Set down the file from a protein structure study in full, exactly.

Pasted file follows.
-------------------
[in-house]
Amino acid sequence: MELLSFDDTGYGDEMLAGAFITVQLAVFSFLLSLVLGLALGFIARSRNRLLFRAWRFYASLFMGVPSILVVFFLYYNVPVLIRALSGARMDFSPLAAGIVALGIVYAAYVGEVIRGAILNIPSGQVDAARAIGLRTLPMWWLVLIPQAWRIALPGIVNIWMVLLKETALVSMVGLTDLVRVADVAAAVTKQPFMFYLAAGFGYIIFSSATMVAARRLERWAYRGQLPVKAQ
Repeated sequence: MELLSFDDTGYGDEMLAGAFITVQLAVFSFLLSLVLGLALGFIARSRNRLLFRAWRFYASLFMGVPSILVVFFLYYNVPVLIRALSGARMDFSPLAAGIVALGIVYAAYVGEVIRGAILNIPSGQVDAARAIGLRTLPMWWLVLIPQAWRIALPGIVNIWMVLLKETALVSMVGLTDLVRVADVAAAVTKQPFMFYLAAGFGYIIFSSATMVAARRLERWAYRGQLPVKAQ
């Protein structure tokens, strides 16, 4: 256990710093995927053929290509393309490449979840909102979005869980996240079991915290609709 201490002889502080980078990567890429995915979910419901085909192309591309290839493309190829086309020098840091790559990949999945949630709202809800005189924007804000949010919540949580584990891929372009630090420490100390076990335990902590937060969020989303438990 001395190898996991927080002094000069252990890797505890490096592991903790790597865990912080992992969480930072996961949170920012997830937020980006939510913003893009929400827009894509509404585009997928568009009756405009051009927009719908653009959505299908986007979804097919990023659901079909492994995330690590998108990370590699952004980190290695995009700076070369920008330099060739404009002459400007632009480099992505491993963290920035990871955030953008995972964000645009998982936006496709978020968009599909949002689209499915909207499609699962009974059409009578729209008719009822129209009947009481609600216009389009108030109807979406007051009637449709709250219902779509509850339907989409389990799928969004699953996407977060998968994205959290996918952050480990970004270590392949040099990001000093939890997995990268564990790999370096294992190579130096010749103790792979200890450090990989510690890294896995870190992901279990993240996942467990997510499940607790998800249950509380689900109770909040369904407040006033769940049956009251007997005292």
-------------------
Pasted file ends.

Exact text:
[in-house]
Amino acid sequence: MELLSFDDTGYGDEMLAGAFITVQLAVFSFLLSLVLGLALGFIARSRNRLLFRAWRFYASLFMGVPSILVVFFLYYNVPVLIRALSGARMDFSPLAAGIVALGIVYAAYVGEVIRGAILNIPSGQVDAARAIGLRTLPMWWLVLIPQAWRIALPGIVNIWMVLLKETALVSMVGLTDLVRVADVAAAVTKQPFMFYLAAGFGYIIFSSATMVAARRLERWAYRGQLPVKAQ
Repeated sequence: MELLSFDDTGYGDEMLAGAFITVQLAVFSFLLSLVLGLALGFIARSRNRLLFRAWRFYASLFMGVPSILVVFFLYYNVPVLIRALSGARMDFSPLAAGIVALGIVYAAYVGEVIRGAILNIPSGQVDAARAIGLRTLPMWWLVLIPQAWRIALPGIVNIWMVLLKETALVSMVGLTDLVRVADVAAAVTKQPFMFYLAAGFGYIIFSSATMVAARRLERWAYRGQLPVKAQ
């Protein structure tokens, strides 16, 4: 256990710093995927053929290509393309490449979840909102979005869980996240079991915290609709 201490002889502080980078990567890429995915979910419901085909192309591309290839493309190829086309020098840091790559990949999945949630709202809800005189924007804000949010919540949580584990891929372009630090420490100390076990335990902590937060969020989303438990 001395190898996991927080002094000069252990890797505890490096592991903790790597865990912080992992969480930072996961949170920012997830937020980006939510913003893009929400827009894509509404585009997928568009009756405009051009927009719908653009959505299908986007979804097919990023659901079909492994995330690590998108990370590699952004980190290695995009700076070369920008330099060739404009002459400007632009480099992505491993963290920035990871955030953008995972964000645009998982936006496709978020968009599909949002689209499915909207499609699962009974059409009578729209008719009822129209009947009481609600216009389009108030109807979406007051009637449709709250219902779509509850339907989409389990799928969004699953996407977060998968994205959290996918952050480990970004270590392949040099990001000093939890997995990268564990790999370096294992190579130096010749103790792979200890450090990989510690890294896995870190992901279990993240996942467990997510499940607790998800249950509380689900109770909040369904407040006033769940049956009251007997005292």